Avahi is a daemon you can run on your system for the purpose of discovering or announcing services using DNS-SD. DNS-SD defines how to perform service discovery using DNS SRV and TXT records. Though it can use unicast DNS, its most typical usage is using multicast DNS over zeroconf, i.e link local IPv4/6. If you’ve heard of Apple Bonjour, this is it.

For end-user systems, being able to discover devices in a network using DNS-SD is incredibly helpful. It is often used to discover printers, so you can easily add them to your system. This is a much nicer user experience than having to drudge up the IP address of a printer, which is further complicated by some printers not having a display to provide this information on in the first place.

I already use systemd-resolved and it’s perfectly capable of performing multicast DNS queries and publishing services using DNS-SD. I’d like to cut down on the amount of daemons that run and not have to disable mDNS in systemd-resolved for it to then be provided by Avahi. Systemd-resolved has the nice benefit that I can disable multicast DNS globally or at the connection level using systemd-networkd or NetworkManager (the latter also letting me control whether I want to publish my host recrods, or only do resolving).

GNOME, CUPS and Avahi

The GNOME Control Center Printer applet (and most other desktop environments) uses CUPS. CUPS in turn uses Avahi, assuming it was linked against the Avahi client library and that it’s configured to use it for discovery. This is how it can auto-discover printers, faxes etc.

When I initially went looking this felt like a pretty big stumbling block. Since CUPS is linked against Avahi, it appeared as though we’d have to add an additional way for CUPS to do DNS-SD that wasn’t dependent on the Avahi client library. That is a pretty big piece of work in a C code base I’m not familiar with. I was ready to give up on this as that’s a bit more work than what I was hoping for, when I realised that Avahi provides a D-Bus API.

As luck would have it, when I dug into the Avahi client library I discovered that it uses its own D-Bus API. Since CUPS uses the Avahi client library, its interactions with the Avahi daemon happen entirely over D-Bus. To confirm this was indeed the case, I fired up Bustle and recorded all the interactions on the system bus. When I started the GNOME Control Center, went into the Printers section and then tried to add a printer, I could clearly see the calls from CUPS to the org.freedesktop.Avahi well-known bus name.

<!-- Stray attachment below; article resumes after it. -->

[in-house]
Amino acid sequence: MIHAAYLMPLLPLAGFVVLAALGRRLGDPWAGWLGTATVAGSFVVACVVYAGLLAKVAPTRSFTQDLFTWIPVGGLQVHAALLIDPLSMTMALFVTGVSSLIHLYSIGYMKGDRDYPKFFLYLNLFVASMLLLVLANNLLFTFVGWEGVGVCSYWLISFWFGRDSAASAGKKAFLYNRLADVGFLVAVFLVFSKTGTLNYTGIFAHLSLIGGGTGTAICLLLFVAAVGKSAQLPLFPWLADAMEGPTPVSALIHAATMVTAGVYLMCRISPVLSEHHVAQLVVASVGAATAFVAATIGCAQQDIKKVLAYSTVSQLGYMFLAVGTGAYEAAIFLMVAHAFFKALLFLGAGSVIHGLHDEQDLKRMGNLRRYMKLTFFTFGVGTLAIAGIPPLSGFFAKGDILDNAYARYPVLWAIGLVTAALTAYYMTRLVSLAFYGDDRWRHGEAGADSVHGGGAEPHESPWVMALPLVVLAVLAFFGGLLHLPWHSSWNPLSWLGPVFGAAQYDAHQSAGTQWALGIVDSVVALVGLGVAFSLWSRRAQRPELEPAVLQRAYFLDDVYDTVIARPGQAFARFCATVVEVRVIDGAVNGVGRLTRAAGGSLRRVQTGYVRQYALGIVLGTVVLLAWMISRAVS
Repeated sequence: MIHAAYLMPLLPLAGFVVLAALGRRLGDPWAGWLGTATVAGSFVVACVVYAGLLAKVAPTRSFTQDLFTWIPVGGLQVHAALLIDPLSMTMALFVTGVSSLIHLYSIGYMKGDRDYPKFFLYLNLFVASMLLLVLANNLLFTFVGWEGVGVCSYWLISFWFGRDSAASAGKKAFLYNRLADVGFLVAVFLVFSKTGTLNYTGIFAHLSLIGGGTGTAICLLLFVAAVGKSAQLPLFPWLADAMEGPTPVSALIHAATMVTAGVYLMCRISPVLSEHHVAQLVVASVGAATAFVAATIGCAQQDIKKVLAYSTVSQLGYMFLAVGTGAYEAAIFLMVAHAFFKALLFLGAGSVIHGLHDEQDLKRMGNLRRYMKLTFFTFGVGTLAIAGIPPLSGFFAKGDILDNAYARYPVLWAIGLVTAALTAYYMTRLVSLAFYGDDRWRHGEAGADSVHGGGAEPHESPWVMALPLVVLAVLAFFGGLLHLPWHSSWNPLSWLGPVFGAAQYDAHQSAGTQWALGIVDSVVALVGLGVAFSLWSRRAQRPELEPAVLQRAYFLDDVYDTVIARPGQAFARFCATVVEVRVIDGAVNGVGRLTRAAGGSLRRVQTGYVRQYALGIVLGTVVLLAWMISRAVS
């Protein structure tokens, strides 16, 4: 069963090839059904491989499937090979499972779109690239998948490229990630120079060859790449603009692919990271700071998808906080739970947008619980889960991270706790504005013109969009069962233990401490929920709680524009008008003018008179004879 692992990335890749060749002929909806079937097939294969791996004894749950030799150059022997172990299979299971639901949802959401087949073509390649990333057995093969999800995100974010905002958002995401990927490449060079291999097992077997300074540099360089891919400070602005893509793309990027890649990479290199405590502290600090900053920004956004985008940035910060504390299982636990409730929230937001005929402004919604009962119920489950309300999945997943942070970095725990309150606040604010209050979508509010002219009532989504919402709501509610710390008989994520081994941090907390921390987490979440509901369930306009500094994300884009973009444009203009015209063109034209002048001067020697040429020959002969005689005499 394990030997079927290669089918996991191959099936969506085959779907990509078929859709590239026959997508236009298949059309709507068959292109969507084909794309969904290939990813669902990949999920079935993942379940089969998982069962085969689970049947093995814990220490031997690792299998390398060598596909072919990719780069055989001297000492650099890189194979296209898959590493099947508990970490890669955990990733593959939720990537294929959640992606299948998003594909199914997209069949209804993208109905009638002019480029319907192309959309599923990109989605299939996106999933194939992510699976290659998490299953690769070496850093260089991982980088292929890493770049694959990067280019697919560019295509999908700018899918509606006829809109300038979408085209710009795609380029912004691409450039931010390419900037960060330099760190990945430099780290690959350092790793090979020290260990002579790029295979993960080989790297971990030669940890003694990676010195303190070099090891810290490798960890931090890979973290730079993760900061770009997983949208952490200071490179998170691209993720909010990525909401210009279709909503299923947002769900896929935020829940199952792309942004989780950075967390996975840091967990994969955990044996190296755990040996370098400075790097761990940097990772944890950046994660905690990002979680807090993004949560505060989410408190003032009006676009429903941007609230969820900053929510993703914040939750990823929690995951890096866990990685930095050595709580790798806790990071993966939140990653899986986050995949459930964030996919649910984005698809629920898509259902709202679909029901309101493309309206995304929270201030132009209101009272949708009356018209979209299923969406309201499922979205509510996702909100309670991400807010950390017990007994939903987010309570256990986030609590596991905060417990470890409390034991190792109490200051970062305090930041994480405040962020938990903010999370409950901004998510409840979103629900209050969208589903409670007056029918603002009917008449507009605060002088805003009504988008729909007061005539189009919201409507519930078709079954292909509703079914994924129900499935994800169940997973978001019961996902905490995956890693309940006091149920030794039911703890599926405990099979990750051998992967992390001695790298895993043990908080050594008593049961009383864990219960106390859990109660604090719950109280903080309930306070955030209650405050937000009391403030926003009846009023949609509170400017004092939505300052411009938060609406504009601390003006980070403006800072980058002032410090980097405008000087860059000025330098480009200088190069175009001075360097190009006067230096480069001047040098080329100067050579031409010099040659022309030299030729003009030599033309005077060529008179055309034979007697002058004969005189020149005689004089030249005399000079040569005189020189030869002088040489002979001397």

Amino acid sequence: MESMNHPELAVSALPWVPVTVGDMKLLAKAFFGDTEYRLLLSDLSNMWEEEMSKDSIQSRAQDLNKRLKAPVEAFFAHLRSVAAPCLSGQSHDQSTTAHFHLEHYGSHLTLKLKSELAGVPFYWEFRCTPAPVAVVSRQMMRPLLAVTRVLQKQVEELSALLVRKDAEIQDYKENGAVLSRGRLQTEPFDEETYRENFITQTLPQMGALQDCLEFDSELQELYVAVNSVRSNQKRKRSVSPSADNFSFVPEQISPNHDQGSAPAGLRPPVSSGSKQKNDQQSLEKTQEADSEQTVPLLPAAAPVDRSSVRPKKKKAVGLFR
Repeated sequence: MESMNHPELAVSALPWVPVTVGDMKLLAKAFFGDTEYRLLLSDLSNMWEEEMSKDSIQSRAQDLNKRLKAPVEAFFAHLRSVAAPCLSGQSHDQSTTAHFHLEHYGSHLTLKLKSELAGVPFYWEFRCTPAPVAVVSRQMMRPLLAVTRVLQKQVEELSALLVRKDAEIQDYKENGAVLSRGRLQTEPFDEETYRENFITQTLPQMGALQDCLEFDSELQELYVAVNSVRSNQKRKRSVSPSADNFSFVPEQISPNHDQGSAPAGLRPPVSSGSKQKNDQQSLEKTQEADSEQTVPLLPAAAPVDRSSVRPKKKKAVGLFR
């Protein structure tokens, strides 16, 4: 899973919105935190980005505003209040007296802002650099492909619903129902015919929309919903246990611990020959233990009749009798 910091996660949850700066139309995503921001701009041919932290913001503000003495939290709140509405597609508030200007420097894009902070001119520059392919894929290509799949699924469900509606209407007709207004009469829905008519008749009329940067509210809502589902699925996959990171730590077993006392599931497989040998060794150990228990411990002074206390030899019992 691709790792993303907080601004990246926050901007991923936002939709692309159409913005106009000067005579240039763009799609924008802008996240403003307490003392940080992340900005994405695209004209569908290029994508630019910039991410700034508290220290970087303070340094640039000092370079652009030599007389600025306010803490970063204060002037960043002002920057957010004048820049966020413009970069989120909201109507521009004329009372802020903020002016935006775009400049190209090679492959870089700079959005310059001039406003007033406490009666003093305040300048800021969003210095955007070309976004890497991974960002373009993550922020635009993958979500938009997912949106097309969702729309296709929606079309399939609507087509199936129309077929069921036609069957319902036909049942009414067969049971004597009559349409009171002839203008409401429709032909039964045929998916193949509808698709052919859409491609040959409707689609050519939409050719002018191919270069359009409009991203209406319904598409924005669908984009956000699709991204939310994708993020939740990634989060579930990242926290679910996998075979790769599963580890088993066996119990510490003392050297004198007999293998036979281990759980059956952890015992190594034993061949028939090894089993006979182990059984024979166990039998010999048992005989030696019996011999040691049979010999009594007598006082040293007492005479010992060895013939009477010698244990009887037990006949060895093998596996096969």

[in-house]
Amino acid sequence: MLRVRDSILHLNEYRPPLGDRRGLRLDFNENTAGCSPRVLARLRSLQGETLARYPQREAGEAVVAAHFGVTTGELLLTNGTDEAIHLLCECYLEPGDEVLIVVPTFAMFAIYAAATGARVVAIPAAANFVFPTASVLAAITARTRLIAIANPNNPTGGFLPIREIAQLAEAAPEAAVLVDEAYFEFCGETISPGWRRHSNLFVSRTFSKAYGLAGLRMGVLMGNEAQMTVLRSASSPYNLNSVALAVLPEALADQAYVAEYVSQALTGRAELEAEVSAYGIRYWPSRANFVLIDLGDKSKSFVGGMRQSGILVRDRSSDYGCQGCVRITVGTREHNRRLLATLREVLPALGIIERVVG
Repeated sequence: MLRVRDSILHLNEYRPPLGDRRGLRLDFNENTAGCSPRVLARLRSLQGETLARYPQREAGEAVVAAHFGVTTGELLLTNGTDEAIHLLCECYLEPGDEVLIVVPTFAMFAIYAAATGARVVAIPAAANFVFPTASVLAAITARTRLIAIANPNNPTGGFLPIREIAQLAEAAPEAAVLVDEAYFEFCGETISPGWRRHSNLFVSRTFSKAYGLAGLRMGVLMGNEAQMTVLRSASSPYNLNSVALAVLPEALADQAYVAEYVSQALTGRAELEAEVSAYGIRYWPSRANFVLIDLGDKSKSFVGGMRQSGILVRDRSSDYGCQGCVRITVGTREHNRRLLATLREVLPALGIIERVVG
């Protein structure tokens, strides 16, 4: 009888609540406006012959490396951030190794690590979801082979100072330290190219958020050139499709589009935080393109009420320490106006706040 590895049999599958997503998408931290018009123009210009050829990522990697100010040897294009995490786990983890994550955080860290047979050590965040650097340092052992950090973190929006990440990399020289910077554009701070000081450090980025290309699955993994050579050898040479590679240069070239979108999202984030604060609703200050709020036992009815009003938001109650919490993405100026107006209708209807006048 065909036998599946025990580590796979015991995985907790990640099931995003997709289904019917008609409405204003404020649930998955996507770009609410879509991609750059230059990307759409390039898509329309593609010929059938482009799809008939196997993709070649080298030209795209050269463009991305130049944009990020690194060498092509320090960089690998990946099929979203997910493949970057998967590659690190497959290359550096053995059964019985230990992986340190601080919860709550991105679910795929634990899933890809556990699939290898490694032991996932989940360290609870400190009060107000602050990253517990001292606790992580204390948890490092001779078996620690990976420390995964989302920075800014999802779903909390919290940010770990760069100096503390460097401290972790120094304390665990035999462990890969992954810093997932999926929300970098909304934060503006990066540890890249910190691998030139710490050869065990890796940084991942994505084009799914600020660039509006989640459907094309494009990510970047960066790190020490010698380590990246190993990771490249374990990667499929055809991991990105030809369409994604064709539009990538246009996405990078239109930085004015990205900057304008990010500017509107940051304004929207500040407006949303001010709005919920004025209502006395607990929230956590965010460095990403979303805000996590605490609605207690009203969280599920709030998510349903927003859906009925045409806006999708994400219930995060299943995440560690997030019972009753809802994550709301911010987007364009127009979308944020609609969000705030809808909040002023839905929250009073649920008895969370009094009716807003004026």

Building an Avahi replacement

Because of the Avahi client using D-Bus, I can replace the need for the Avahi daemon by writing my own daemon that implements the Avahi D-Bus API. The daemon can then claim ownership of the org.freedesktop.Avahi bus name and nobody will be any wiser after it.

Since Bustle lets me record a session I now have a pcap and flow chart showing me which parts of the Avahi D-Bus API I need to provide. Looking around a bit in the GNOME Control Center code I also found a few other calls to the Avahi D-Bus API that should be implemented to be able to slot my daemon into place and not break any functionality.

My intent is to build a daemon using godbus that will initially focus on implementing enough of the Avahi D-Bus API to satisfy CUPS. It will in turn use D-Bus and call methods on org.freedesktop.resolve1.Manager, which on my system is provided by systemd-resolved. With systemd-resolved’s DNS-SD support it should also be possible to reimplement the Avahi D-Bus APIs that provide the functionality to publish services.

You might be wondering why I’m not patching providing the Avahi D-Bus API into systemd-resolved. The reason for that is fairly simple: systemd-resolved is written in C. I can read and understand C code, but I have very little experience writing it. In order to be able to experiment with this approach, implementing it as a separate daemon in a language I’m proficient in is a much easier way to go. It has the added advantage that I don’t risk bricking systemd-resolved on my system, which would be painful. Once it’s proven to work and the systemd maintainers don’t object to the idea of providing the Avahi D-Bus API, I might try to implement this functionality in systemd-resolved directly.